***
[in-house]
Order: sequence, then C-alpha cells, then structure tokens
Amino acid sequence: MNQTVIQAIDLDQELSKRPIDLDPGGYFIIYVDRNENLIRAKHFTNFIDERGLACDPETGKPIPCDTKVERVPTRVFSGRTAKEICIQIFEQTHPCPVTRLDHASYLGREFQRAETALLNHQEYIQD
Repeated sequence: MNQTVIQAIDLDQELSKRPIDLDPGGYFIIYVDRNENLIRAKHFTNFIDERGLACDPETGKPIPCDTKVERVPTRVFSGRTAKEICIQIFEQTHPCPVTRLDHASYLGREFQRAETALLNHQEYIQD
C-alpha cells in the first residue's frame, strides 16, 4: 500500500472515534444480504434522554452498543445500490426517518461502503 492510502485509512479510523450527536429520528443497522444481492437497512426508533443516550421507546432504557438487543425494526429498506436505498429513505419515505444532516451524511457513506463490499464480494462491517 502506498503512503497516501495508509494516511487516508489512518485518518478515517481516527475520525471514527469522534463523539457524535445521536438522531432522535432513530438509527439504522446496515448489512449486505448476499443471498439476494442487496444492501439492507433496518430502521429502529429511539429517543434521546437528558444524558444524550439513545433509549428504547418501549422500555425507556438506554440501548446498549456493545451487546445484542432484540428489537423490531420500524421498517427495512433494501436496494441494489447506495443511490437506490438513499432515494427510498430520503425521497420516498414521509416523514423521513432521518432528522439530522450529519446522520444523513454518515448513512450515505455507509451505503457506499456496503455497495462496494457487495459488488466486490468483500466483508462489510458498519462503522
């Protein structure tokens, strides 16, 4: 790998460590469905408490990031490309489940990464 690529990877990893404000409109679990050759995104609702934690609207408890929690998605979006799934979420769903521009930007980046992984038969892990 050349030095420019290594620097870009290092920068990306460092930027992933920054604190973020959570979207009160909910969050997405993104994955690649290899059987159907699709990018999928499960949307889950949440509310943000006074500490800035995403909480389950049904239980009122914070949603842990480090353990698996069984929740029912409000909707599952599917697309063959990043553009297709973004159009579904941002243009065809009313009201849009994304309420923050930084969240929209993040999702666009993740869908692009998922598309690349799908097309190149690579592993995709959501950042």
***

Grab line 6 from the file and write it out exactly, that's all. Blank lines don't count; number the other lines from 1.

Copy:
């Protein structure tokens, strides 16, 4: 790998460590469905408490990031490309489940990464 690529990877990893404000409109679990050759995104609702934690609207408890929690998605979006799934979420769903521009930007980046992984038969892990 050349030095420019290594620097870009290092920068990306460092930027992933920054604190973020959570979207009160909910969050997405993104994955690649290899059987159907699709990018999928499960949307889950949440509310943000006074500490800035995403909480389950049904239980009122914070949603842990480090353990698996069984929740029912409000909707599952599917697309063959990043553009297709973004159009579904941002243009065809009313009201849009994304309420923050930084969240929209993040999702666009993740869908692009998922598309690349799908097309190149690579592993995709959501950042």